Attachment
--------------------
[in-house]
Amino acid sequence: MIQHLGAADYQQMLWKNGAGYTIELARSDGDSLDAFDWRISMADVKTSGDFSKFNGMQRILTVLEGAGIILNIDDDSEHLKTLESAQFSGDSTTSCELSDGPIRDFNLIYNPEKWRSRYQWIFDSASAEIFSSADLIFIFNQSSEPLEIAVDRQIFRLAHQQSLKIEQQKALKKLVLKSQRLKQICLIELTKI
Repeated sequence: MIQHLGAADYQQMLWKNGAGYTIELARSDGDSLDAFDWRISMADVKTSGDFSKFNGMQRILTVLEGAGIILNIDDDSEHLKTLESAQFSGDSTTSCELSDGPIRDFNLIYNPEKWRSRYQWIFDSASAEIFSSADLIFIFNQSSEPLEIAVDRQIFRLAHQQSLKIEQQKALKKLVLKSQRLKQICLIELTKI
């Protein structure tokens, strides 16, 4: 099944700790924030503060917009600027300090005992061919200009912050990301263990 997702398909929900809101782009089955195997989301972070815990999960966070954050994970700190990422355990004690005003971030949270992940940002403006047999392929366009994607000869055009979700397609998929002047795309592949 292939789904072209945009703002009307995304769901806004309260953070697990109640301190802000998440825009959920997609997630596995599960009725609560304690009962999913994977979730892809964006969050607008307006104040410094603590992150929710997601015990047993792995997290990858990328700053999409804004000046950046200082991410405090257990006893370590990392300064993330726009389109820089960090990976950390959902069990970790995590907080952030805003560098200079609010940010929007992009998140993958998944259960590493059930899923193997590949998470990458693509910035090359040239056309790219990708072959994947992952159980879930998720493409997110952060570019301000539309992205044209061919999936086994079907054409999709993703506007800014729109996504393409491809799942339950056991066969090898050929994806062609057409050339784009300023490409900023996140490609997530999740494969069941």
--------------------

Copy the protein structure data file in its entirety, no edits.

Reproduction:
[in-house]
Amino acid sequence: MIQHLGAADYQQMLWKNGAGYTIELARSDGDSLDAFDWRISMADVKTSGDFSKFNGMQRILTVLEGAGIILNIDDDSEHLKTLESAQFSGDSTTSCELSDGPIRDFNLIYNPEKWRSRYQWIFDSASAEIFSSADLIFIFNQSSEPLEIAVDRQIFRLAHQQSLKIEQQKALKKLVLKSQRLKQICLIELTKI
Repeated sequence: MIQHLGAADYQQMLWKNGAGYTIELARSDGDSLDAFDWRISMADVKTSGDFSKFNGMQRILTVLEGAGIILNIDDDSEHLKTLESAQFSGDSTTSCELSDGPIRDFNLIYNPEKWRSRYQWIFDSASAEIFSSADLIFIFNQSSEPLEIAVDRQIFRLAHQQSLKIEQQKALKKLVLKSQRLKQICLIELTKI
């Protein structure tokens, strides 16, 4: 099944700790924030503060917009600027300090005992061919200009912050990301263990 997702398909929900809101782009089955195997989301972070815990999960966070954050994970700190990422355990004690005003971030949270992940940002403006047999392929366009994607000869055009979700397609998929002047795309592949 292939789904072209945009703002009307995304769901806004309260953070697990109640301190802000998440825009959920997609997630596995599960009725609560304690009962999913994977979730892809964006969050607008307006104040410094603590992150929710997601015990047993792995997290990858990328700053999409804004000046950046200082991410405090257990006893370590990392300064993330726009389109820089960090990976950390959902069990970790995590907080952030805003560098200079609010940010929007992009998140993958998944259960590493059930899923193997590949998470990458693509910035090359040239056309790219990708072959994947992952159980879930998720493409997110952060570019301000539309992205044209061919999936086994079907054409999709993703506007800014729109996504393409491809799942339950056991066969090898050929994806062609057409050339784009300023490409900023996140490609997530999740494969069941």